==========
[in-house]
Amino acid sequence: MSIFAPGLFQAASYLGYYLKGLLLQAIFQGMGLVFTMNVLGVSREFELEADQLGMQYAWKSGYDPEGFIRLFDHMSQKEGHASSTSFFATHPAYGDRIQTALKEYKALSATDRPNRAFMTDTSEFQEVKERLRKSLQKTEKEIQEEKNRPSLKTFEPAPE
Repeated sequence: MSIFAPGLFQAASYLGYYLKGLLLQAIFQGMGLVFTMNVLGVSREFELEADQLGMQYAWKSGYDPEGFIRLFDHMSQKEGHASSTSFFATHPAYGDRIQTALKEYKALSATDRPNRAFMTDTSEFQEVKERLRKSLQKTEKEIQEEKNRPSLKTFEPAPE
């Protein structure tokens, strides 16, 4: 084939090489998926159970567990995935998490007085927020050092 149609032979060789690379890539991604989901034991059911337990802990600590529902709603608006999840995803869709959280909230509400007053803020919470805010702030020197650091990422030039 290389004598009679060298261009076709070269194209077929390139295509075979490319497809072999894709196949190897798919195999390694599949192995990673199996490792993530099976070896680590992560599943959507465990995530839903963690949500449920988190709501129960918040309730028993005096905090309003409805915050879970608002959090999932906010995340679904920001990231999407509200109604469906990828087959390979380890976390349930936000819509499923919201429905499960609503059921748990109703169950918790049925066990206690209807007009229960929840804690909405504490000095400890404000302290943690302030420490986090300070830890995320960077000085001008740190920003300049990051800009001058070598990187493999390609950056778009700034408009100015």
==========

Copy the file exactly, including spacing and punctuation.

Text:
[in-house]
Amino acid sequence: MSIFAPGLFQAASYLGYYLKGLLLQAIFQGMGLVFTMNVLGVSREFELEADQLGMQYAWKSGYDPEGFIRLFDHMSQKEGHASSTSFFATHPAYGDRIQTALKEYKALSATDRPNRAFMTDTSEFQEVKERLRKSLQKTEKEIQEEKNRPSLKTFEPAPE
Repeated sequence: MSIFAPGLFQAASYLGYYLKGLLLQAIFQGMGLVFTMNVLGVSREFELEADQLGMQYAWKSGYDPEGFIRLFDHMSQKEGHASSTSFFATHPAYGDRIQTALKEYKALSATDRPNRAFMTDTSEFQEVKERLRKSLQKTEKEIQEEKNRPSLKTFEPAPE
């Protein structure tokens, strides 16, 4: 084939090489998926159970567990995935998490007085927020050092 149609032979060789690379890539991604989901034991059911337990802990600590529902709603608006999840995803869709959280909230509400007053803020919470805010702030020197650091990422030039 290389004598009679060298261009076709070269194209077929390139295509075979490319497809072999894709196949190897798919195999390694599949192995990673199996490792993530099976070896680590992560599943959507465990995530839903963690949500449920988190709501129960918040309730028993005096905090309003409805915050879970608002959090999932906010995340679904920001990231999407509200109604469906990828087959390979380890976390349930936000819509499923919201429905499960609503059921748990109703169950918790049925066990206690209807007009229960929840804690909405504490000095400890404000302290943690302030420490986090300070830890995320960077000085001008740190920003300049990051800009001058070598990187493999390609950056778009700034408009100015």